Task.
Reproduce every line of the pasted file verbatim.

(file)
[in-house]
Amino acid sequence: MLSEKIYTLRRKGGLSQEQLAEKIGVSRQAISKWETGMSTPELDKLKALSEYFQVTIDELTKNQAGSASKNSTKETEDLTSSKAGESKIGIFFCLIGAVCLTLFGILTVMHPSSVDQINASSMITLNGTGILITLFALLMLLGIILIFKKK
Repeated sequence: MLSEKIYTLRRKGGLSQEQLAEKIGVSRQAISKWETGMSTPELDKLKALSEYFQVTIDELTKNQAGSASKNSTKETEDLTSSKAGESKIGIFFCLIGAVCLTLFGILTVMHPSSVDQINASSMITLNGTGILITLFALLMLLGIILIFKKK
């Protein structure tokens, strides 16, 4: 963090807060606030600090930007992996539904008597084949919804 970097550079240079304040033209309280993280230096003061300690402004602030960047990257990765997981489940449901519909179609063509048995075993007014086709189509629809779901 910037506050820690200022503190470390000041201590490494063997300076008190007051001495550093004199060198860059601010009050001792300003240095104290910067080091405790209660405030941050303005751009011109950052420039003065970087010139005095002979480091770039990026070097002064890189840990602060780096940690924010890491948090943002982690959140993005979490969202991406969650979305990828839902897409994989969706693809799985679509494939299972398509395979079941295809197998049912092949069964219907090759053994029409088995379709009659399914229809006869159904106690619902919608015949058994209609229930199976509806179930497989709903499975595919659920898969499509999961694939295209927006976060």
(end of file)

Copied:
[in-house]
Amino acid sequence: MLSEKIYTLRRKGGLSQEQLAEKIGVSRQAISKWETGMSTPELDKLKALSEYFQVTIDELTKNQAGSASKNSTKETEDLTSSKAGESKIGIFFCLIGAVCLTLFGILTVMHPSSVDQINASSMITLNGTGILITLFALLMLLGIILIFKKK
Repeated sequence: MLSEKIYTLRRKGGLSQEQLAEKIGVSRQAISKWETGMSTPELDKLKALSEYFQVTIDELTKNQAGSASKNSTKETEDLTSSKAGESKIGIFFCLIGAVCLTLFGILTVMHPSSVDQINASSMITLNGTGILITLFALLMLLGIILIFKKK
């Protein structure tokens, strides 16, 4: 963090807060606030600090930007992996539904008597084949919804 970097550079240079304040033209309280993280230096003061300690402004602030960047990257990765997981489940449901519909179609063509048995075993007014086709189509629809779901 910037506050820690200022503190470390000041201590490494063997300076008190007051001495550093004199060198860059601010009050001792300003240095104290910067080091405790209660405030941050303005751009011109950052420039003065970087010139005095002979480091770039990026070097002064890189840990602060780096940690924010890491948090943002982690959140993005979490969202991406969650979305990828839902897409994989969706693809799985679509494939299972398509395979079941295809197998049912092949069964219907090759053994029409088995379709009659399914229809006869159904106690619902919608015949058994209609229930199976509806179930497989709903499975595919659920898969499509999961694939295209927006976060």